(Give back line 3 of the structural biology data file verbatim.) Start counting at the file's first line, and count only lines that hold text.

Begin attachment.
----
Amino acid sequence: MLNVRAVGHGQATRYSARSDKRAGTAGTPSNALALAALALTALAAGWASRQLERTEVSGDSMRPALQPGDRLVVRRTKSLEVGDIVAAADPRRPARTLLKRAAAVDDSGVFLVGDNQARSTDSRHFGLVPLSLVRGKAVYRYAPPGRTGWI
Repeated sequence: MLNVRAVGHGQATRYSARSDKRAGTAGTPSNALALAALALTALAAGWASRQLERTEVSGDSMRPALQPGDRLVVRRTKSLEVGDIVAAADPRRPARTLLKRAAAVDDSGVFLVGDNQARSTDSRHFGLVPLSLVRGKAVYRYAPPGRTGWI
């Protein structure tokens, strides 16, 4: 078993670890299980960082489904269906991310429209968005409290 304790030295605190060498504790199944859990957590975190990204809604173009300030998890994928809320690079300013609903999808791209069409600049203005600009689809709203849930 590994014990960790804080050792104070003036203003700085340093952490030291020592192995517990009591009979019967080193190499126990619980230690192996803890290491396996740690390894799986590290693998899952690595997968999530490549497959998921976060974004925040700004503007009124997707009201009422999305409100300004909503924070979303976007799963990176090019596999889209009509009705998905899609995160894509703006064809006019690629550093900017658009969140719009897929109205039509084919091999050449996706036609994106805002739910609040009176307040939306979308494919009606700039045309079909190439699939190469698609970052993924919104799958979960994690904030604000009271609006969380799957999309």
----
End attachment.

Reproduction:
């Protein structure tokens, strides 16, 4: 078993670890299980960082489904269906991310429209968005409290 304790030295605190060498504790199944859990957590975190990204809604173009300030998890994928809320690079300013609903999808791209069409600049203005600009689809709203849930 590994014990960790804080050792104070003036203003700085340093952490030291020592192995517990009591009979019967080193190499126990619980230690192996803890290491396996740690390894799986590290693998899952690595997968999530490549497959998921976060974004925040700004503007009124997707009201009422999305409100300004909503924070979303976007799963990176090019596999889209009509009705998905899609995160894509703006064809006019690629550093900017658009969140719009897929109205039509084919091999050449996706036609994106805002739910609040009176307040939306979308494919009606700039045309079909190439699939190469698609970052993924919104799958979960994690904030604000009271609006969380799957999309």